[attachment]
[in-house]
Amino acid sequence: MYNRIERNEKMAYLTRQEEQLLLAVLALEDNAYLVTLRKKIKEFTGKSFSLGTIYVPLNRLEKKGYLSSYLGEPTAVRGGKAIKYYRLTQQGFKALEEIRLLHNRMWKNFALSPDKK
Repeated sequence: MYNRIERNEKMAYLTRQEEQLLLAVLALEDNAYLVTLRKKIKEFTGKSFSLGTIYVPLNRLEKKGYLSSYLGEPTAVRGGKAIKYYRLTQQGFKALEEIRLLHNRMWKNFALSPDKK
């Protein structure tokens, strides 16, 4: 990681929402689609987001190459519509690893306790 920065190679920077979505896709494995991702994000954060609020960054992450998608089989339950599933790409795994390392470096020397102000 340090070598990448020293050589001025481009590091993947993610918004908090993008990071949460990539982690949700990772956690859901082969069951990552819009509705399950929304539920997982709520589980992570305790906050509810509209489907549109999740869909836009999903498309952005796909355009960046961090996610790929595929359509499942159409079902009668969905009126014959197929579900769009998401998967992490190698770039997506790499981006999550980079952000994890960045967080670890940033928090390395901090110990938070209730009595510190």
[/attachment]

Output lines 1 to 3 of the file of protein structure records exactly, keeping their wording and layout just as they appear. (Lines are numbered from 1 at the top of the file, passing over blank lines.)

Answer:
[in-house]
Amino acid sequence: MYNRIERNEKMAYLTRQEEQLLLAVLALEDNAYLVTLRKKIKEFTGKSFSLGTIYVPLNRLEKKGYLSSYLGEPTAVRGGKAIKYYRLTQQGFKALEEIRLLHNRMWKNFALSPDKK
Repeated sequence: MYNRIERNEKMAYLTRQEEQLLLAVLALEDNAYLVTLRKKIKEFTGKSFSLGTIYVPLNRLEKKGYLSSYLGEPTAVRGGKAIKYYRLTQQGFKALEEIRLLHNRMWKNFALSPDKK